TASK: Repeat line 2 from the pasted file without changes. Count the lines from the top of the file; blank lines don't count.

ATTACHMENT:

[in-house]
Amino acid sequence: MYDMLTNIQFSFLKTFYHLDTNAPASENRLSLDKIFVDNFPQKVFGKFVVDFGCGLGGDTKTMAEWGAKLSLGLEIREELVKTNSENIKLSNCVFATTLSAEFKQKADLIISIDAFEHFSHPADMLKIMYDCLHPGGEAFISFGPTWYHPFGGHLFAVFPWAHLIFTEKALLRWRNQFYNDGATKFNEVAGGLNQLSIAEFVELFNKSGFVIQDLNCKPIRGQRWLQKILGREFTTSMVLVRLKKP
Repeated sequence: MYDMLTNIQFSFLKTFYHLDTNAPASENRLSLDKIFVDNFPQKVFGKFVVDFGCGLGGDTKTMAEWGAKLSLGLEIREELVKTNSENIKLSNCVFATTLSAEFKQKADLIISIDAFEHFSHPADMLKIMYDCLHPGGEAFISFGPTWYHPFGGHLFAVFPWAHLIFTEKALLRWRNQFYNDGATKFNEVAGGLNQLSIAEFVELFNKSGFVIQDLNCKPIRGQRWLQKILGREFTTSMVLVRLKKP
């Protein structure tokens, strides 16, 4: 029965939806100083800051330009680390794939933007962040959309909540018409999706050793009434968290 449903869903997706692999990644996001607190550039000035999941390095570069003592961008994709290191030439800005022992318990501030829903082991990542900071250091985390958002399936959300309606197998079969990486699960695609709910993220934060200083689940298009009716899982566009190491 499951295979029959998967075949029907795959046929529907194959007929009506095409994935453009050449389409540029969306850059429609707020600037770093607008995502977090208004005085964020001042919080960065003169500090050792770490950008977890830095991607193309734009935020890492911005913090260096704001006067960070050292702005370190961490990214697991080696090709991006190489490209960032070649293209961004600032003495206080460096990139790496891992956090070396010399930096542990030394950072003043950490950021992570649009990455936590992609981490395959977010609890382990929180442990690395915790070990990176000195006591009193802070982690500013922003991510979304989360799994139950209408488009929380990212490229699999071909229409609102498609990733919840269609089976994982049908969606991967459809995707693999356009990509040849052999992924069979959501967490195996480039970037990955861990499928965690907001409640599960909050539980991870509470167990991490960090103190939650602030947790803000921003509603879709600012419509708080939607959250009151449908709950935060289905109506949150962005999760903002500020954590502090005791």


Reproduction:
Amino acid sequence: MYDMLTNIQFSFLKTFYHLDTNAPASENRLSLDKIFVDNFPQKVFGKFVVDFGCGLGGDTKTMAEWGAKLSLGLEIREELVKTNSENIKLSNCVFATTLSAEFKQKADLIISIDAFEHFSHPADMLKIMYDCLHPGGEAFISFGPTWYHPFGGHLFAVFPWAHLIFTEKALLRWRNQFYNDGATKFNEVAGGLNQLSIAEFVELFNKSGFVIQDLNCKPIRGQRWLQKILGREFTTSMVLVRLKKP